Healthy living is big business. Very big business.
Which is why the proverbial 800 lb gorilla just reached for the biggest ripest bunch of organic bananas on the tree.
Amazon’s surprise move to acquire the Whole Foods grocery chain for well over $13 billion set the business and financial world aflutter last Friday, with predictions and speculations as to the motives and the potential impact of the merger.
Analysts quickly pointed out that the acquisition will instantly transform the online retail giant into a brick-and-mortar behemoth–one that threatens the viability of all other grocery chains including biggies like Walmart and Kroger.
In an insightful piece on the CNBC website, Marcus Lemonis astutely points out that the Amazon – Whole Foods merger will shake the entire business landscape. That’s because Amazon is rewriting the basic business playbook. It seems to have intention of becoming profitable. Though many of its business units operate profitably, the company has never turned a net profit and–at least for the foreseeable future–shows no sign of trying to do so.
Growth Over Profit
While most big corporations focus on generating shareholder dividends, and sequestering cash that must be tax-sheltered overseas, Lemonis points out that Amazon’s core strategy is focused on growing its size and its reach, rather than pumping up its profit margin.
Simply put, Amazon dominates markets by offering convenience and driving retail prices down. Wall Street’s fortune-tellers predict that Whole Foods customers will likely see price reductions in the store aisles once the merger is transacted. In the process, Amazon will put downward price pressure on everyone from from artisanal yogurt producers to herbal medicine makers.
Rather than accumulating cash and issuing dividends, Amazon recirculates its revenue into new conquests—like producing its own original binge-worthy TV serials or marketing its own line of home electronics.
Amazon makes it more and more difficult for its competitors to stay in the game. It’s hard compete when you’re under pressure to show your shareholders a profit but your main competitor does not.
What’s often overlooked in all the financial prognosticating is the fact that this grand drama is being played out in the arena of healthful living.
From Granola to Payola
Given how big the Whole Foods stores have become, its easy to forget that the chain emerged from the once-marginalized “health food” movement. Whole Foods began nearly 40 years ago as a single independent store in Austin, TX, and grew by aggregating (or overtaking) other indie shops.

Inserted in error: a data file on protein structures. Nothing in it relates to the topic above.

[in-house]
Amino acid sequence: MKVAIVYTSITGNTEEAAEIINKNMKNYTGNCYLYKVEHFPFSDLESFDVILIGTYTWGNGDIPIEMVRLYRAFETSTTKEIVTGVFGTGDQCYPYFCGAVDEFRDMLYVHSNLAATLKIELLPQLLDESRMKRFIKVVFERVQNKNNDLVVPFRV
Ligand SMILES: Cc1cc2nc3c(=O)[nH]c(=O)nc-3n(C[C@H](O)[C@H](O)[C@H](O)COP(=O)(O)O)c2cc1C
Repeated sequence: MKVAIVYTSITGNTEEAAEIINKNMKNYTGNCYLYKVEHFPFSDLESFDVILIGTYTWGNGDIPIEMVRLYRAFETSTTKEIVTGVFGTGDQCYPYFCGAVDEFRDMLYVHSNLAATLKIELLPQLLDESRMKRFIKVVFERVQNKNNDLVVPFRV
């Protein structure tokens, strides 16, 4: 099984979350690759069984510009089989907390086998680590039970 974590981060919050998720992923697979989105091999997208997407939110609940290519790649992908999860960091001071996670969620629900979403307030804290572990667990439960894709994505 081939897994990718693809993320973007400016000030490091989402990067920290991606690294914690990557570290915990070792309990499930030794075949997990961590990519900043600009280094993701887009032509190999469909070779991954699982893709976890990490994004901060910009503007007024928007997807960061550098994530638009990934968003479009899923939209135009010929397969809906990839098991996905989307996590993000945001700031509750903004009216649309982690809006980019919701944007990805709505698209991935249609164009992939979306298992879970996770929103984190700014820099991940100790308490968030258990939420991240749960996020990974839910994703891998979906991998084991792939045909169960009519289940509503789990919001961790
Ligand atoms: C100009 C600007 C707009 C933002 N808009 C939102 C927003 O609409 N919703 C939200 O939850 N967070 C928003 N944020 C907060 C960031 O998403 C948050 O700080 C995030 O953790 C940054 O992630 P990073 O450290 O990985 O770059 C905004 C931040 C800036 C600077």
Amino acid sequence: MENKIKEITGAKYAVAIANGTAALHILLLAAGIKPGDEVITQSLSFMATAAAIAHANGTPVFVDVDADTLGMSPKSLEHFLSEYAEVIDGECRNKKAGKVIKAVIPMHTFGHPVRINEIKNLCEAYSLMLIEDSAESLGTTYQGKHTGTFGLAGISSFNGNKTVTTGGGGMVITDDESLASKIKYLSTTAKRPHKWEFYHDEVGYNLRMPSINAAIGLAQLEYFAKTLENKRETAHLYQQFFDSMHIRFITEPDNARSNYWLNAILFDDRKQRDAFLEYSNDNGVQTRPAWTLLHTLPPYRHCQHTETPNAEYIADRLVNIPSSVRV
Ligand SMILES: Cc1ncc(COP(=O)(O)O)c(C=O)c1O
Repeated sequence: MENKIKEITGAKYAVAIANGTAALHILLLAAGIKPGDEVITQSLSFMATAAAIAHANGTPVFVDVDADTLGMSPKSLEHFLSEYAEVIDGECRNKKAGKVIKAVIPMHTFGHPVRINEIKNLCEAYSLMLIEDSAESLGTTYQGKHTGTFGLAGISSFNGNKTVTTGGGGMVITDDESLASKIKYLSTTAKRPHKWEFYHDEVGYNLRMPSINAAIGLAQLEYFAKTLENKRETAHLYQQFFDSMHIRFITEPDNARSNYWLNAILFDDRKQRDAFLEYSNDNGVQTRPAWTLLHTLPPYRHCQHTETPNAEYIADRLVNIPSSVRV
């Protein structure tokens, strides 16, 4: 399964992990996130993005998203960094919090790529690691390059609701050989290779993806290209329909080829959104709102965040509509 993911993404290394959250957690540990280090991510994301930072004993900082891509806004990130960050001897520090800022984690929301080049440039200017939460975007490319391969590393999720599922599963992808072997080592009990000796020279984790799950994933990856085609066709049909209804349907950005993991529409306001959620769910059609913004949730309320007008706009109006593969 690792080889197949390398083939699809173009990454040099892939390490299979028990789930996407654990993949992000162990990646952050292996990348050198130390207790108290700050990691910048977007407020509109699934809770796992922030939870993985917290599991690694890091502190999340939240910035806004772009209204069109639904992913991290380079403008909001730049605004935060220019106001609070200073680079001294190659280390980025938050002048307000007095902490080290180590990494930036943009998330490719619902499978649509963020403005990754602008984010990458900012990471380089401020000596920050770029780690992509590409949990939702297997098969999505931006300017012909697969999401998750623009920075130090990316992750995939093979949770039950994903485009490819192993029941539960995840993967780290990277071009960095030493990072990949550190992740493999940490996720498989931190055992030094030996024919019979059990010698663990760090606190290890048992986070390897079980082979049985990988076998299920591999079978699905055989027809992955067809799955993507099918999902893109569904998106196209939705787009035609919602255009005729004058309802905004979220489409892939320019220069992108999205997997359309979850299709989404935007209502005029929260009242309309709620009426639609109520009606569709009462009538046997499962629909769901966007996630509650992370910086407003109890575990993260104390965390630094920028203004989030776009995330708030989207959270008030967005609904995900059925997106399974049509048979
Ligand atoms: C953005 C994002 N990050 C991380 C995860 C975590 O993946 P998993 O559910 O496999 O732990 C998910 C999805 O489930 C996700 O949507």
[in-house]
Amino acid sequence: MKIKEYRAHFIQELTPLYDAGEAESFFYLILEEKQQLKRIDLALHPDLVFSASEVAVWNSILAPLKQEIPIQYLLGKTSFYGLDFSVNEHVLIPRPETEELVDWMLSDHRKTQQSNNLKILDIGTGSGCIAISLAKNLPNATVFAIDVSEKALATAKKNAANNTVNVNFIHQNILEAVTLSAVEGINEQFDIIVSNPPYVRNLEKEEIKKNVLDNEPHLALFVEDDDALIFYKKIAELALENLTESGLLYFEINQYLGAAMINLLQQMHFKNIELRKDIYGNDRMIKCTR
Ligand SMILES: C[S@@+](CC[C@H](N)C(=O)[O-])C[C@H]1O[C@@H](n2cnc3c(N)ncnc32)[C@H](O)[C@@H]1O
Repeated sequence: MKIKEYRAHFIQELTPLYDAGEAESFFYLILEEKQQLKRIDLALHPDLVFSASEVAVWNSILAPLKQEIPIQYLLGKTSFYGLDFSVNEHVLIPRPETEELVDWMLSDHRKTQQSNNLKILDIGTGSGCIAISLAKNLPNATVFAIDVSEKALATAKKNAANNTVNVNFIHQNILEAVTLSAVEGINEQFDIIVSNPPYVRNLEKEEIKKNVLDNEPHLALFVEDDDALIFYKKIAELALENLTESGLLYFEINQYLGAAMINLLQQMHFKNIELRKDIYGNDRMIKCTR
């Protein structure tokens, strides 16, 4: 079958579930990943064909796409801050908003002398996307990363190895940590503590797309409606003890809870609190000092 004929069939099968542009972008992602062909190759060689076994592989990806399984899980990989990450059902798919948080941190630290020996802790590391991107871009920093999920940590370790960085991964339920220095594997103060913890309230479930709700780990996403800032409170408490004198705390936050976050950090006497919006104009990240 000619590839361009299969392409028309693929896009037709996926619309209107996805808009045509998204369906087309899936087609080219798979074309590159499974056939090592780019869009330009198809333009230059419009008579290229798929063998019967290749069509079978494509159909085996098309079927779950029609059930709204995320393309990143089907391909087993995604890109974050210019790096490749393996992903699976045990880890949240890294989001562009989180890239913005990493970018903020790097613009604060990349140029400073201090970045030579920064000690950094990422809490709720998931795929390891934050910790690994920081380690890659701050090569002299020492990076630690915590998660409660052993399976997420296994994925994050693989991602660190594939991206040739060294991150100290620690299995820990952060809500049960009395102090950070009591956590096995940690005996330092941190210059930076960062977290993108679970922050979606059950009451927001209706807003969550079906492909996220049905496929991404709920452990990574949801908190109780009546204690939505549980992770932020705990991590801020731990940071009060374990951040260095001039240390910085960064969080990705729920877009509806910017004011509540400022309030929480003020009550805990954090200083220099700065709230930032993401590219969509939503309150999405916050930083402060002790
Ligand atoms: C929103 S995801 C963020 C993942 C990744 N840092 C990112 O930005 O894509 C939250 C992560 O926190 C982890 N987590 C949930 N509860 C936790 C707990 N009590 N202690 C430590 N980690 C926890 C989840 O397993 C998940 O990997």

The products and the values people seek in Whole Foods—organic, fair-trade, allergen-free, grass-fed, locally-grown, non-GMO, drug-free—were once ridiculed or dismissed outrightly by mainstream American culture. Some of them still are.
And yet the “crunchy granola” movement that began with hippies, back-to-the-landers, and advocates of clean living from a variety of religious denominations, has grown to become one of the biggest and most dynamic forces in the US economy.
That’s cause for both celebration and concern.
On the one hand, its a very positive sign that so many people are seeking healthy alternatives to highly-processed, toxin-laden conventional foods (whether or not everything in a Whole Foods store is truly an alternative is another question). And down-pressure on premium-price produce could make healthful living more accessible to millions of cash-strapped Americans who currently avoid stores like Whole Foods. Who wouldn’t welcome that?
On the other, the rapid commodification of healthy foods and related products could make it all but impossible for smaller manufacturers– the nurturers of innovation and guardians of the movement’s core values–to stay in business. That’s a serious potential risk.
The Whole Foods acquisition is not Amazon’s only recent foray into holistic living. In March, the company launched its own dietary supplement line. The Elements brand boasts a quasi-pharma look and feel, and an appeal based on purity, traceabilit, and transparency similar to the core values promoted by practitioner-only nutraceutical brands.
Thing is, Amazon’s in-house products sell direct-to-consumer at less than half the price of most practitioner-only products in the same categories. As it has done in practically every other industry, Amazon’s offerings will make it harder for practitioner-only nutraceutical companies to justify their higher prices.
It remains to be seen how Amazon’s influence affects the healthy living and holistic mediicine movement. But anything that big certainly should not be ignored. One thing is certain: the economy’s biggest gorillas are certainly not ignoring us!